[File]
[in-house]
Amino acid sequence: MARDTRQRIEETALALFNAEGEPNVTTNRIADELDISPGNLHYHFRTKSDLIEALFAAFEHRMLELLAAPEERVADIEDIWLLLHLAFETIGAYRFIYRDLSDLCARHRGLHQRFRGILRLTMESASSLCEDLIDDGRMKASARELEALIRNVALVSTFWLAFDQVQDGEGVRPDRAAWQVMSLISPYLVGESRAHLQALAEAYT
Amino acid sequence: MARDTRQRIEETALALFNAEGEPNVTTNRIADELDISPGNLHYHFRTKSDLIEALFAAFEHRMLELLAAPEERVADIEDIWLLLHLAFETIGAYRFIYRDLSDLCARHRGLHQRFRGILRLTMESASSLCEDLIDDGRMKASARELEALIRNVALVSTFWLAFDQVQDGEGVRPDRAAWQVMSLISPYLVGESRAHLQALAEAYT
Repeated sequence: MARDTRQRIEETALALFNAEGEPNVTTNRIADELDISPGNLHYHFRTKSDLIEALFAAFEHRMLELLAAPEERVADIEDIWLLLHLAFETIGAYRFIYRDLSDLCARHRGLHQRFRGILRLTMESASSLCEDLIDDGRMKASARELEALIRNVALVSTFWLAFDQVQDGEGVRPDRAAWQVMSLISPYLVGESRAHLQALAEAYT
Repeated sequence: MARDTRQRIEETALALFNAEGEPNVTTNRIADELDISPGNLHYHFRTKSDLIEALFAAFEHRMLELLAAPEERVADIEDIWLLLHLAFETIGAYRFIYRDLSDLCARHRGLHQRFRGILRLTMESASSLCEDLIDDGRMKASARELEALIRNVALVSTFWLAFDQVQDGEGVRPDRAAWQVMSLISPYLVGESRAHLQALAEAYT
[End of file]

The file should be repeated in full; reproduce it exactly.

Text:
[in-house]
Amino acid sequence: MARDTRQRIEETALALFNAEGEPNVTTNRIADELDISPGNLHYHFRTKSDLIEALFAAFEHRMLELLAAPEERVADIEDIWLLLHLAFETIGAYRFIYRDLSDLCARHRGLHQRFRGILRLTMESASSLCEDLIDDGRMKASARELEALIRNVALVSTFWLAFDQVQDGEGVRPDRAAWQVMSLISPYLVGESRAHLQALAEAYT
Amino acid sequence: MARDTRQRIEETALALFNAEGEPNVTTNRIADELDISPGNLHYHFRTKSDLIEALFAAFEHRMLELLAAPEERVADIEDIWLLLHLAFETIGAYRFIYRDLSDLCARHRGLHQRFRGILRLTMESASSLCEDLIDDGRMKASARELEALIRNVALVSTFWLAFDQVQDGEGVRPDRAAWQVMSLISPYLVGESRAHLQALAEAYT
Repeated sequence: MARDTRQRIEETALALFNAEGEPNVTTNRIADELDISPGNLHYHFRTKSDLIEALFAAFEHRMLELLAAPEERVADIEDIWLLLHLAFETIGAYRFIYRDLSDLCARHRGLHQRFRGILRLTMESASSLCEDLIDDGRMKASARELEALIRNVALVSTFWLAFDQVQDGEGVRPDRAAWQVMSLISPYLVGESRAHLQALAEAYT
Repeated sequence: MARDTRQRIEETALALFNAEGEPNVTTNRIADELDISPGNLHYHFRTKSDLIEALFAAFEHRMLELLAAPEERVADIEDIWLLLHLAFETIGAYRFIYRDLSDLCARHRGLHQRFRGILRLTMESASSLCEDLIDDGRMKASARELEALIRNVALVSTFWLAFDQVQDGEGVRPDRAAWQVMSLISPYLVGESRAHLQALAEAYT